Abstract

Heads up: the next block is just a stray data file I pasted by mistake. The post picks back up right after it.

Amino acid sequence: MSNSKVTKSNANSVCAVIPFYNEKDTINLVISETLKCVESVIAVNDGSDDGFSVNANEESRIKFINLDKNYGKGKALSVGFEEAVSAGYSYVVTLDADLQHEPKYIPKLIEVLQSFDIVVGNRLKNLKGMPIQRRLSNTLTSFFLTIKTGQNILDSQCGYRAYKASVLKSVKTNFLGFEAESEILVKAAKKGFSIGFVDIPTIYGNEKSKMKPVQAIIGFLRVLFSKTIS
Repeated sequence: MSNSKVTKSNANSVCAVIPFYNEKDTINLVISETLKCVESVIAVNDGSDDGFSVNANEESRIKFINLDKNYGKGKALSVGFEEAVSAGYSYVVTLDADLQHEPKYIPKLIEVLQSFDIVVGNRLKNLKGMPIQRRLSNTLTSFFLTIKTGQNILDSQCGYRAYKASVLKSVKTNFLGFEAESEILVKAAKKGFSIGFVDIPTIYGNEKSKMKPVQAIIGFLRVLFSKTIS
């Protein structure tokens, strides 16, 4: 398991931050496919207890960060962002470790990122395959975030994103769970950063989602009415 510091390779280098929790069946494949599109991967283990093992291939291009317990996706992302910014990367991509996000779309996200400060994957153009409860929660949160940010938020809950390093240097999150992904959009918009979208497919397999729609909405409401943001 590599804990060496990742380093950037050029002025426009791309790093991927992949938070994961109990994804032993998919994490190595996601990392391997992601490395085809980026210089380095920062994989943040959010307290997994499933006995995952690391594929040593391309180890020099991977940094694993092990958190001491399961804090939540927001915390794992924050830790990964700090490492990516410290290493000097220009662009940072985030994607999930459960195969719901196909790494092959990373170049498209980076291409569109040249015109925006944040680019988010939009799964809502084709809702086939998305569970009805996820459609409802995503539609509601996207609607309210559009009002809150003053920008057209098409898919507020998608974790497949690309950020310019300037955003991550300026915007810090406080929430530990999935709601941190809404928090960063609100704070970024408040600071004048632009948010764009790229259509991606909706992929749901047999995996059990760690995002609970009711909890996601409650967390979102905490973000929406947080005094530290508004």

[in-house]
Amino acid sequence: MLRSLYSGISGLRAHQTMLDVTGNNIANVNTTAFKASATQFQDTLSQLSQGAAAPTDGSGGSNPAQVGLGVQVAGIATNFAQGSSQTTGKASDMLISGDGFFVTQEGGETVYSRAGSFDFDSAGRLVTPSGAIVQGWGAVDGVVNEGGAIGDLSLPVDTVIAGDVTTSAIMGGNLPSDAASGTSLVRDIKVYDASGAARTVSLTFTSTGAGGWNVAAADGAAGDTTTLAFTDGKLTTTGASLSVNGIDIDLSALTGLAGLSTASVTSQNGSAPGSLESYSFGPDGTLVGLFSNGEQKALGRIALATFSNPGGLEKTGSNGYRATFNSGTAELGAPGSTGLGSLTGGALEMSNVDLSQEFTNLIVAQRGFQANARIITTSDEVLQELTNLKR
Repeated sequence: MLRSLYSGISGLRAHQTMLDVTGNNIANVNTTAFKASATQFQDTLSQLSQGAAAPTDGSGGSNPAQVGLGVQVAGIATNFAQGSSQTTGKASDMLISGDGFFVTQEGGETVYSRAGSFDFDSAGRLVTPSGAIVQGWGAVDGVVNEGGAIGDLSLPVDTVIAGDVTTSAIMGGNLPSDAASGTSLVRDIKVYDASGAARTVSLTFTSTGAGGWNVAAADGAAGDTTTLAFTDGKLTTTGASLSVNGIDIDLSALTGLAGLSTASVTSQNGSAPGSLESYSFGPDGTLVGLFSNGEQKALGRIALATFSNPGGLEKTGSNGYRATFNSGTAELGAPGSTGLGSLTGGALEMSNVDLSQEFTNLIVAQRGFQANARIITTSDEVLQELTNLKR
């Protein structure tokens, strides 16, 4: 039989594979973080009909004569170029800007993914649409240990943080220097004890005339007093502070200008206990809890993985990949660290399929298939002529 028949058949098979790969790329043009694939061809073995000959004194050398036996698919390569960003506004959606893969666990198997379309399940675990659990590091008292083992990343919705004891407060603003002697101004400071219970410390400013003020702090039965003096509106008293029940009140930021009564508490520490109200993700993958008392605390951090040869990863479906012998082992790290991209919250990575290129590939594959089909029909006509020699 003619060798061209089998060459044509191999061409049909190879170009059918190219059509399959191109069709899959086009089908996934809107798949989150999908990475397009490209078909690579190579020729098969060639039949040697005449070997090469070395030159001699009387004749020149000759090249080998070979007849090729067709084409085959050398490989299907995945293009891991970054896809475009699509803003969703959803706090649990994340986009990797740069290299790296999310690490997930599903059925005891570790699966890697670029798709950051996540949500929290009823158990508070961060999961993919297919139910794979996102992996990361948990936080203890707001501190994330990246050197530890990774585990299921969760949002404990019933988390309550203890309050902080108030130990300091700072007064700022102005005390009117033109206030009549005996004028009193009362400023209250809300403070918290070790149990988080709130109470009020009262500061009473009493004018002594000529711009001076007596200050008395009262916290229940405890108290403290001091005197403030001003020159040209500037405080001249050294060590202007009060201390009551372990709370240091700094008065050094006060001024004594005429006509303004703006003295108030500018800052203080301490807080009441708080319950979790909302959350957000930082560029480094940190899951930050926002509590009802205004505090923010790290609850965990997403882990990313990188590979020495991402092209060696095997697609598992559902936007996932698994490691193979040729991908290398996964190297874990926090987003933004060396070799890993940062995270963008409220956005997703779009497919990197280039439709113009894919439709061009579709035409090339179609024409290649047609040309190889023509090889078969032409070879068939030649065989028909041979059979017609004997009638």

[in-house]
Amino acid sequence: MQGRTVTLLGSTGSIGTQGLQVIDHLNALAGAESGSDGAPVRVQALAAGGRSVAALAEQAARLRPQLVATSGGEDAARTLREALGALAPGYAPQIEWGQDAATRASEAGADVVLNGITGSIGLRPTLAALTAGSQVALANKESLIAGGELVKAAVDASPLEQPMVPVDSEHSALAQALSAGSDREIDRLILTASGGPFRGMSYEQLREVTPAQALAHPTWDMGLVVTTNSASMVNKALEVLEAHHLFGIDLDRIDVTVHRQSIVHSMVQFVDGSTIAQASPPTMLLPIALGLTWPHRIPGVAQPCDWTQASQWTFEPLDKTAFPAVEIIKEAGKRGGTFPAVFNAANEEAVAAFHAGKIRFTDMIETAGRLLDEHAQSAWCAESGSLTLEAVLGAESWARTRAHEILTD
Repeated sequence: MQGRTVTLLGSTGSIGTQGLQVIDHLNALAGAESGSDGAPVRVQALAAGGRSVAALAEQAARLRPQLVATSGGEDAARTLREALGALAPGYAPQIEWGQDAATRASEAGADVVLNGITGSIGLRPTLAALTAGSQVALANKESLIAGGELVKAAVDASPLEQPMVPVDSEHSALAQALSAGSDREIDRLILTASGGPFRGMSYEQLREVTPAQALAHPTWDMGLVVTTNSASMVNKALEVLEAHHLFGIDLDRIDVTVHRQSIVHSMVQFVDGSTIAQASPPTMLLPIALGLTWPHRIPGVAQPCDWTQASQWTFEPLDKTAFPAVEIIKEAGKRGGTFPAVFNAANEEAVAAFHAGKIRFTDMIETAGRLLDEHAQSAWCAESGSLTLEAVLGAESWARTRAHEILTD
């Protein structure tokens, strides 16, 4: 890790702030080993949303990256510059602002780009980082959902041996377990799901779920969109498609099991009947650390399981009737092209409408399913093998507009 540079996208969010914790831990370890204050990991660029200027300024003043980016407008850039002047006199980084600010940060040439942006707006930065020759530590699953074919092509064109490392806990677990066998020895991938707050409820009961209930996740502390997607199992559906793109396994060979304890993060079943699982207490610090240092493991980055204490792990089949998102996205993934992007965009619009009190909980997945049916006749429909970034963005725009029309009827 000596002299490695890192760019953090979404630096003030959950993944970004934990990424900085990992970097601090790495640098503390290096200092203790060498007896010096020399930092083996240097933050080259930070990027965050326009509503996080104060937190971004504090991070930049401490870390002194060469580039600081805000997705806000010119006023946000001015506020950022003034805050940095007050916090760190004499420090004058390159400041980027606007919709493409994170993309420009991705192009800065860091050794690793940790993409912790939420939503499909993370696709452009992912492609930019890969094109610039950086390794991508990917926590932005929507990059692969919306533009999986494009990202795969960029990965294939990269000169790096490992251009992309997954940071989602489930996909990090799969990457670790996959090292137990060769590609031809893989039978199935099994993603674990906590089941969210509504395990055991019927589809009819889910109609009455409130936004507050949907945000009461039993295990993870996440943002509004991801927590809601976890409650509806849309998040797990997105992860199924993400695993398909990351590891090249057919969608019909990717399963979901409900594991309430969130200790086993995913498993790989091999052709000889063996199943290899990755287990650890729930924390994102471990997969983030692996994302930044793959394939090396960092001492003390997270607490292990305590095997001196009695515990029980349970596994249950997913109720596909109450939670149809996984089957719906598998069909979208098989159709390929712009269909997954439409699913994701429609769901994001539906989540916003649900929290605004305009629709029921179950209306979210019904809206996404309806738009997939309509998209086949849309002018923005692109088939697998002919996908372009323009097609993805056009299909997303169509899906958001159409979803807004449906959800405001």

The mechanical behavior of minerals under high pressure has attracted considerable interest in recent years. Clay minerals, including kaolinite, are common minerals found in sedimentary environments and their behavior under pressure is an important factor in understanding seismogenic zones. Kaolinite is a ubiquitous member of the kaolin group of 1:1 phyllosilicates that have recently been found to undergo a structural phase transition between 2.0 and 2.5 GPa. In this study, the bulk modulus and elastic constants of kaolinite have been calculated from first principles within density functional theory (DFT) for the first time. The bulk modulus is predicted to be 23 GPa for kaolinite. The calculated elastic constant tensors indicate that the a direction is slightly more flexible than the b direction. The calculated elastic constant tensor along c is much lower than the constants calculated along a and b consistent with the crystal structure of kaolinite. Elastic wave velocities for P- and S-waves were calculated to be 7.34 and 3.50 km/s, respectively. Since an agreement between the theoretical and experimental values is satisfactory, we conclude that the theoretical calculations presented here are useful in seismic research for predicting the mechanical properties of minerals that are difficult to obtain experimentally because of their small particle size (typically <2 micrometers).

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